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Mikulski v. Wells Fargo Bank, N.A.

United States District Court, E.D. Wisconsin

August 25, 2017

SCOTT MIKULSKI, Plaintiff,
v.
WELLS FARGO BANK, N.A., SELENE FINANCE LP, and PREMIUM MORTGAGE ACQUISITION TRUST. Defendants.

          DECISION AND ORDER

          WILLIAM E. DUFFIN, U.S. MAGISTRATE JUDGE.

         I. Facts and Procedural History

         Plaintiff Scott Mikulski filed the present action against defendants Wells Fargo Bank, N.A. (Wells Fargo), Selene Finance, LP (Selene), and Premium Mortgage Acquisition Trust (the Trust), alleging claims under the Real Estate Settlement Procedures Act (RESPA), state common law, and Wisconsin Statute §224.77(1), and seeking injunctive relief. (ECF No. 19.) Defendants Selene and the Trust move for dismissal of the action under Federal Rule of Civil Procedure 12(b)(6) for failure to state a claim upon which relief can be granted. (ECF No. 21.) The parties have fully briefed the motion, which is ready for resolution. All parties have consented to the full jurisdiction of a magistrate judge. (ECF Nos. 6, 13, 16.)

         Wells Fargo commenced a foreclosure action against Mikulski in April of 2011 in Waukesha County Circuit Court. (ECF No. 19, ¶ 9.) The court entered a judgment of foreclosure in October of 2011. (ECF No. 19, ¶ 10.) Mikulski subsequently "attempted to cure any alleged default on his home mortgage by filing for bankruptcy protection; however, he was unable to cure those defaults." (ECF No. 19, ¶ 11.)

         In spring 2016 Mikulski submitted a loan modification application to Wells Fargo and Selene, the servicer of the loan. (ECF No. 19, ¶¶ 12-14.) Shortly thereafter Mikulski received notice that he was denied a loan modification. (ECF No. 19, ¶ 15.) Believing incorrect information was used in analyzing his eligibility for a loan modification, Mikulski, by his attorney, sent a letter dated August 4, 2016, to Selene, purporting to provide Selene with the "correct" information and asking to have his application re-run. (ECF No. 19, ¶ 19; see also ECF No. 21-4.) Mikulski alleges that Selene never responded to or investigated this inquiry. (ECF No. 19, ¶¶ 28-29.)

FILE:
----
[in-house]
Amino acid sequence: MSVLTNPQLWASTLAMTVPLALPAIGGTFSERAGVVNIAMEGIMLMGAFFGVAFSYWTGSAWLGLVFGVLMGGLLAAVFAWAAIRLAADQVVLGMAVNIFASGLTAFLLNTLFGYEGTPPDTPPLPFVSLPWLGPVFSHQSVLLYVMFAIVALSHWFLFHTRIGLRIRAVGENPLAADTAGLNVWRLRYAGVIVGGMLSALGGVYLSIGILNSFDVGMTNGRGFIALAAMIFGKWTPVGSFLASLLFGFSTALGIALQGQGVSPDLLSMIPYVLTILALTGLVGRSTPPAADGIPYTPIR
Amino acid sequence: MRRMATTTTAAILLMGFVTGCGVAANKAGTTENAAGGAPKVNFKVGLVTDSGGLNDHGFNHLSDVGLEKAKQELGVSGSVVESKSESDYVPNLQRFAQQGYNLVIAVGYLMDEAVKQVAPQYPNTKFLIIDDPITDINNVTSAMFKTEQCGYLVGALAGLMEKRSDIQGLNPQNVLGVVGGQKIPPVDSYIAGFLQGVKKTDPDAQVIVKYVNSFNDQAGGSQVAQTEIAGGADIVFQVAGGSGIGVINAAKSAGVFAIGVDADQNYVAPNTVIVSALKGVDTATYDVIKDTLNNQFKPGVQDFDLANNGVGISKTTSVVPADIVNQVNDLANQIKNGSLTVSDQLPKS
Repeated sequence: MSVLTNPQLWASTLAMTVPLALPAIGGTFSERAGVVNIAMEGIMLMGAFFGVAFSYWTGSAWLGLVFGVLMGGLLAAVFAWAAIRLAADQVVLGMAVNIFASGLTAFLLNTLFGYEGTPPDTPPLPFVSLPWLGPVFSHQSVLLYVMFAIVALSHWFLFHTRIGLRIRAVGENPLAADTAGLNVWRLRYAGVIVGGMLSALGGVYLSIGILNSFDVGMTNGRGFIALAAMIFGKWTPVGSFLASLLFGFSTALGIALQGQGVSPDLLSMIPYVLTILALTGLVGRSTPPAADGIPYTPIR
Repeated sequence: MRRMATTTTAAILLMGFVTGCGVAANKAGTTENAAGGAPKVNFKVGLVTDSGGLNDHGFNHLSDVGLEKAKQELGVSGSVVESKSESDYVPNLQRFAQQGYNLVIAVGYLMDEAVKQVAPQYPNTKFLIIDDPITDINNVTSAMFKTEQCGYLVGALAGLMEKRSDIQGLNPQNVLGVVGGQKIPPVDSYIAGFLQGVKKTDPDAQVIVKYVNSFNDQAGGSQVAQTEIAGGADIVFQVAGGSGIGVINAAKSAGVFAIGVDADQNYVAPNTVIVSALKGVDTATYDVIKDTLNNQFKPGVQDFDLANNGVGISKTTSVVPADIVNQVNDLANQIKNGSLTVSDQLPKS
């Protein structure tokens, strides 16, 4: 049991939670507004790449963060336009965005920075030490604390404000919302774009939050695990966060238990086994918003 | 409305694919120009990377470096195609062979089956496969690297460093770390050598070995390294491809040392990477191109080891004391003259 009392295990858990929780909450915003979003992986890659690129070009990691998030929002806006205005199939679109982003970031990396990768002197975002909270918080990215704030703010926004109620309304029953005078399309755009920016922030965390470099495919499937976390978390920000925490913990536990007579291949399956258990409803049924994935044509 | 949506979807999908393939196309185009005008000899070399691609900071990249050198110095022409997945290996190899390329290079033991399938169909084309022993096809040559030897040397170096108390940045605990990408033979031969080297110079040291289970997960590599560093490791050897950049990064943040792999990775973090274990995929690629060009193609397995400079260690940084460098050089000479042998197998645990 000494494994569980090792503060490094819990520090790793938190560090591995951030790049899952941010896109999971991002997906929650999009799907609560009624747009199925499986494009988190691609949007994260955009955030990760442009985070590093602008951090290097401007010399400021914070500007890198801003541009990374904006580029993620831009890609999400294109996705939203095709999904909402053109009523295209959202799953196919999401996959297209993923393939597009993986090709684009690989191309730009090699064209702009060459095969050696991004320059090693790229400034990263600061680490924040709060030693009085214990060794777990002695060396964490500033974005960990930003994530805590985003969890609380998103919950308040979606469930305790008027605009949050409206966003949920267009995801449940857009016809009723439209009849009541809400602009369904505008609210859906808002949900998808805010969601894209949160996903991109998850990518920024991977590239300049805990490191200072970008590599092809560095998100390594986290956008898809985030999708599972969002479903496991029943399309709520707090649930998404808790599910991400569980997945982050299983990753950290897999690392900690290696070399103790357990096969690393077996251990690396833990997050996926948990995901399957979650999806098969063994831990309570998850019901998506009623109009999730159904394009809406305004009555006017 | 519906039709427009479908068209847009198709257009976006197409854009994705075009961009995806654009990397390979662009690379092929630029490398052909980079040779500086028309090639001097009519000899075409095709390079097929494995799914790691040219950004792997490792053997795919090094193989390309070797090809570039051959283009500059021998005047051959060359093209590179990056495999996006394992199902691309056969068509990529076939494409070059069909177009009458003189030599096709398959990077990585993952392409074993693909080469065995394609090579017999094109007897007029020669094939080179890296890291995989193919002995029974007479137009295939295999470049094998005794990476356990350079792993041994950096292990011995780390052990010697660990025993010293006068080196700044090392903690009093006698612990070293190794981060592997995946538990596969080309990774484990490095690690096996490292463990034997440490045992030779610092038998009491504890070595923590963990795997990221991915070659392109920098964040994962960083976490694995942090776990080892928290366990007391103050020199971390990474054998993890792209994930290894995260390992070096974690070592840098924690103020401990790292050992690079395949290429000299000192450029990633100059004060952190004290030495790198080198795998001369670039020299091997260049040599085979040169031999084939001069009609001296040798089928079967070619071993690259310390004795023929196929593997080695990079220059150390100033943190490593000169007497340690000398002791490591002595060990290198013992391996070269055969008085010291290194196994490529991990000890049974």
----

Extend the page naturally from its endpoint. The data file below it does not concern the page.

Selene's alleged failure to respond or investigate Mikulski's inquiry of August 4, 2016, forms the basis of Count I of Mikulski's First Amended Complaint. (ECF No. 19.) Mikulski's allegations that Wells Fargo and Selene used incorrect information and improperly analyzed his loan modification application, and that all defendants improperly acted to sell Mikulski's home at a sheriff's sale, form the bases of Counts II, Ill. and IV. (ECF No. 19.) In response to the motion to dismiss, Mikulski concedes that his third cause of action applies only to Wells Fargo (ECF No. 23 at 9), a defendant who has not moved for dismissal.

         II. Motion to Dismiss Standard

         "To survive a motion to dismiss under Rule 12(b)(6), a complaint must provide enough factual information to 'state a claim to relief that is plausible on its face' and 'raise a right to relief above the speculative level.'" Thulin v. Shopko Stores Operating Co., 771 F.3d 994, 997 (7th Cir. 2014) (quoting Bell Atl. Corp. v. Twombly, 550 U.S. 544, 555, 570 (2007)). The court accepts as true all well-pleaded facts and then determines whether the facts give rise to an entitlement of relief. Ashcroft v. Iqbal, 556 U.S. 662, 679 (2009).

         III. Analysis

         The Home Affordable Mortgage Program (HAMP) emerged as a result of Congress's "response to rapidly deteriorating financial market conditions in the late summer and early fall of 2008." Wigod v. Wells Fargo Bank, N.A., 673 F.3d 547, 556 (7th Cir. 2012). The Secretary of the Treasury created the program to encourage home loan servicers to modify loans of qualifying homeowners who were in danger of default. Id. Although HAMP created obligations upon participating loan servicers, it did not create a private right of action whereby homeowners could sue servicers for violations of HAMP guidelines. Id. at 559, n.4. Thus, Mikulski does not allege that the defendants' violation of HAMP guidelines directly gives rise to a cause of action. (ECF No. 23 at 1.) Rather, Mikulski asserts that "[d]efendants, by violating HAMP Guidelines, have violated other state and federal laws." (ECF No. 23 at 1.)